“So my editor loved the piece I wrote for October and asked me what ideas I have for the November issue.”
“That’s great!” Giles exclaims. He’s a great friend to tell good news to, because he’s genuinely happy for you. T-Wizzle is the same way, which is exactly the reason why they are my two closest friends. That, and they pour drinks with a heavy hand. Both are excellent qualities to have in a friend.
“And she asked me if I wanted to write several short items for the November issue.” I tell him the figure she quoted. He is ecstatic.
“That is wonderful!” Giles is full of exclamations today. “You want to come over for dinner later? I have chicken we can stir-fry.”
I say yes, of course, because even with all these writing assignments I’ve been racking up over the last two months I still have a fridge full of condiments and not much else. Writing for a living is great; it’s the pay-on-publication part that sucks.
I suck down a couple gallons three glasses of water to tide me over until dinner at Giles’ place. He lives just a few blocks away so we hang out together often. I go back to finishing up the first part of what will be a five- to six-week-long writing project, which I landed thanks to a friend of a friend who recommended me. It also pays very well, and there’s potential for more assignments, so that pleases me.
At 6:35 I head over to Giles’ place. He lives in a fabulous building just off Capitol Park – great views, high ceilings, fireplaces. The place has had its share of famous residents. Giles is not famous, though he knows a lot of people in town. Being involved in the media will do that.
He lets me into the lobby and we take the elevator up to his apartment. Even though it wasn’t extremely hot outside today, it was warm enough that when I open the door to his place the cool air hits me right away. It feels so cool and lovely that I want to lie down right there in the foyer. But I refrain because I am sober.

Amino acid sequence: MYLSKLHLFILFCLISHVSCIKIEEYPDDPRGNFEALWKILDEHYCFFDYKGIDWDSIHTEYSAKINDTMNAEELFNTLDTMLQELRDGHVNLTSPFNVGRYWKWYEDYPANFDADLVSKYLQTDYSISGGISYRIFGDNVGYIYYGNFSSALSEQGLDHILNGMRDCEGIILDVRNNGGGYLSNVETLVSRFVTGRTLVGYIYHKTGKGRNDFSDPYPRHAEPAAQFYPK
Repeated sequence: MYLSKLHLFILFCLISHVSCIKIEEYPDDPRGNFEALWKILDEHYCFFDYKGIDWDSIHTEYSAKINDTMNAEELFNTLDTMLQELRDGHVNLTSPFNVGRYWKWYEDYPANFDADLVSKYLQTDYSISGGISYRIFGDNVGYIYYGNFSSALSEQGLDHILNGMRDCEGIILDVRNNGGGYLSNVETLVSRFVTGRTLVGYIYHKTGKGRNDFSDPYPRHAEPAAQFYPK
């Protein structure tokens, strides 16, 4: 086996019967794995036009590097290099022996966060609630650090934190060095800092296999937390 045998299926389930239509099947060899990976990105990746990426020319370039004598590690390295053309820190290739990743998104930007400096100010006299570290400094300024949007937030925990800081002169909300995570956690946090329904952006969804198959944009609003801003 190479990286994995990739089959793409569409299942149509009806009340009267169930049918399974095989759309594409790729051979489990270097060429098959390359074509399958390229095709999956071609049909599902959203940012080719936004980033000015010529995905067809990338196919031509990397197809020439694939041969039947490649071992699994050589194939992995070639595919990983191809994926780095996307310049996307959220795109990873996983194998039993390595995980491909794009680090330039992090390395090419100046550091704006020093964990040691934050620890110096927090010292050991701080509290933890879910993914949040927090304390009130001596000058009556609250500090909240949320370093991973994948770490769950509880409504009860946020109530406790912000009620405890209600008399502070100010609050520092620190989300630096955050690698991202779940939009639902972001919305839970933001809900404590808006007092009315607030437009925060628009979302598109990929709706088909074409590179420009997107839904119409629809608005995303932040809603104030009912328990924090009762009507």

Since he just got back from walking to a nearby market, he suggests sitting down for a while with some cocktails. Never one to turn down a cocktail, I agree.
“Wow, you’re like a Lifetime movie about that woman,” he says after a swig of beer.
“What?” This is a joke he picked up from Zach Galifianakis. We say it every time we are flipping through cable channels and we pass a particularly heinous movie title such as “Mother May I Sleep with Danger?” or “Too Young to Marry.”
“In those movies the woman is always a magazine writer and she lives in this huge apartment in New York. You’re Carrie Bradshaw!”
“My apartment isn’t big enough,” I remind him. “And how in the hell did she afford that huge apartment plus $300 shoes on a writer’s salary? She was only writing for the Post. Or was it the Star?”
Giles waves his hand at me. “It was a tab, all the same thing.”
“Still, I do fantasize about having a column someday,” I confess, looking down at my now-empty wineglass. How did that happen?
“Columns aren’t what they once were,” he says. “Used to be a lot of klout saying you were a sports columnist for the Chicago Tribune. Now with blogs that doesn’t really exist – you might be one of several people contributing content.”
“It would still be cool, but I’m no Carrie Bradshaw,” I say. “I would definitely have to move to a bigger place for that to happen.” I look down at my slightly chipped home pedicure of OPI’s I’m Not Really a Waitress and my $5 Target flip-flops which have already been repaired with Super Glue once. “And I would need better footwear.”